Democrats have long sought to achieve their goal of a government-controlled single-payer health insurance system, at least in part through the expansion of the Medicaid program for low-income and disabled Americans, and made great progress toward that end as the program was expanded nationwide to include around 20 million additional enrollees during the COVID-19 pandemic.
That could all be reversed in the coming months, though, as congressionally authorized pandemic-era protections for Medicaid enrollees have now been rolled back through another act of Congress, and many of those 20 million new enrollees could soon find themselves uninsured, the Daily Mail reported.
In March 2020, near the beginning of the coronavirus pandemic, Congress passed the Families First Coronavirus Response Act, which included a provision that temporarily relaxed Medicaid eligibility standards and prohibited states from removing ineligible enrollees from the program in exchange for increased matching funds from the federal government.
The purpose of that move was an effort to ensure that as many Americans as possible had health insurance coverage of some sort in case they were infected with COVID-19, and there was some success in that regard as upwards of 20 million Americans who would otherwise be ineligible for Medicaid were added to or retained by the program nationwide over the past three years.
That was never meant to be permanent, however, and in December 2022 a provision was included within the Consolidated Appropriations Act of 2023 that set a date of April 1 for states to begin a 14-month process to wind down that pandemic-era expansion and return the Medicaid program to normalcy.
That means the individual states are now once again permitted to conduct redeterminations of eligibility for Medicaid enrollees and remove from the rolls those who are not disabled, earn more than a certain amount in annual income, or are enrolled in any other health insurance program.
Politico reported in February that several Republican-led states were ready to immediately begin the redeterminations of eligibility as soon as the prior requirement for continuous coverage was no longer in effect.
One of those states is Arkansas, which at that time had already sent notifications and renewal letters to an estimated 130,000 Medicaid enrollees who had been added or retained over the past three years and who may now no longer be eligible to remain as an enrollee for various reasons.
Gavin Lesnick, a spokesman for the Arkansas Department of Human Services, told the outlet, "The program was originally designed for the aged, blind, disabled, and children, and that’s who we are working to protect," and added, "The number one goal is to protect taxpayers."
Yet, other predominately Democrat-led states are expected to take their time in beginning the redetermination process, which could further stall any decisions or actual removals of enrollees from Medicaid as long as possible.
The Kaiser Family Foundation has compiled and published a wealth of updated information with regard to the "unwinding of the Medicaid continuous enrollment provision" that was first introduced in 2020 and resulted in the Medicaid and the separate but related Children's Health Insurance Program (CHIP) rolls increasing by more than 23.3 million new or retained enrollees to top out at nearly 95 million total.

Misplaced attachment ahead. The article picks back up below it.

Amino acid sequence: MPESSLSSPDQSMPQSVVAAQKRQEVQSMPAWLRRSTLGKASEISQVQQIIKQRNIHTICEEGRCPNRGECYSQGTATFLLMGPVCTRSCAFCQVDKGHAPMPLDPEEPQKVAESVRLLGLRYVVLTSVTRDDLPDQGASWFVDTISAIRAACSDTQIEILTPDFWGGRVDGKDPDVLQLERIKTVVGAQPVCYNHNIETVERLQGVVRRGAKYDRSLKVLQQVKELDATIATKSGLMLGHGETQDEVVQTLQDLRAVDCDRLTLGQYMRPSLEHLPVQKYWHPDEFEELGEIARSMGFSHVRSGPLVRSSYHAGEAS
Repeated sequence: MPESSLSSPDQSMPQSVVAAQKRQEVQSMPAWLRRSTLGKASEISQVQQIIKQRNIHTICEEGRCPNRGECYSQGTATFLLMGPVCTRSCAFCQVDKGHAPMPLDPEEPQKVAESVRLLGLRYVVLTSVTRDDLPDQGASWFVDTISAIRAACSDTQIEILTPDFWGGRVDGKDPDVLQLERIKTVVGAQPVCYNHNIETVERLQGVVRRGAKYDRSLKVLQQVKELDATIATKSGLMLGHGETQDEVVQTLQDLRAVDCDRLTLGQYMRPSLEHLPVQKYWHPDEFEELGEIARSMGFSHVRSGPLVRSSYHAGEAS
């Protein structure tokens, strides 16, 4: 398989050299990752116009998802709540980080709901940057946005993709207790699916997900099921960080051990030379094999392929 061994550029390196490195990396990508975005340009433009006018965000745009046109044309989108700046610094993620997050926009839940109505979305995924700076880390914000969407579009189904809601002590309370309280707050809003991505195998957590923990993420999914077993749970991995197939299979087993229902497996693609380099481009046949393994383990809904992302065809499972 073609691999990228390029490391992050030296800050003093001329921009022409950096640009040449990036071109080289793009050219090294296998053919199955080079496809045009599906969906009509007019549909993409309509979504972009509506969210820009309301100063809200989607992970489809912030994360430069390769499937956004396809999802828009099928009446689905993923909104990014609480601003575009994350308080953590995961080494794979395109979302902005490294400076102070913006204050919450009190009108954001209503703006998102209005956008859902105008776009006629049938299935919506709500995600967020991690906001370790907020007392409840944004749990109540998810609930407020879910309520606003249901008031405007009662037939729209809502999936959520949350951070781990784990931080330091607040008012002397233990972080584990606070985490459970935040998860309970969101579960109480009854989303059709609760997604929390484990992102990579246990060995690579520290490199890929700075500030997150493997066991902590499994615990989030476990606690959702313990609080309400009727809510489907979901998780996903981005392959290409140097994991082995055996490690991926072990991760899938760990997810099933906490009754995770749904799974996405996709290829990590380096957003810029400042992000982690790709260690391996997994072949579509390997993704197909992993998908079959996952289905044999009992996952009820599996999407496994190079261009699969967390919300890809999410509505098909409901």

That expansion had been incentivized by a 6.2 percent increase in federal matching funds for states, which will gradually step down over the remainder of the year for states that engage in the congressionally authorized disenrollment process in an approved manner.
How many Americans will actually now be deemed ineligible and removed from Medicaid/CHIP is unknown and estimates vary widely from as few as 5 million to as many as more than 15 million, and given the eligibility standards are slightly different in each individual state, the disenrollment will almost certainly not be equally distributed across the nation.
Further, as was noted by Politico, each state has some room to craft individual and unique plans for the 12-14-month redetermination of eligibility process within a broad framework established by the Centers for Medicare and Medicaid Services, with some states starting that process immediately in February while others have waited until April to begin.
KFF noted that many states plan to conduct much of the process administratively or "ex parte" and are simply automatically renewing enrollees whose eligibility can be determined through state databases or enrollment in other benefits programs, while other states are engaging in the process through direct contact with enrollees via mail, phone calls, in-person meetings, or even online.
The biggest concern for some, according to KFF, is that some of the new or retained Medicaid enrollees over the past three years will soon end up uninsured as they are determined to be ineligible for Medicaid due to age or income but are also, for the same reasons, not eligible for CHIP or insurance premium subsidies under the Affordable Care Act.
That would undoubtedly be viewed as a catastrophe by Democrats like President Joe Biden, and it will be interesting to see if the White House or Congress endeavors to take any sort of executive or legislative action in an attempt to identify those individuals who may slip through cracks in the system.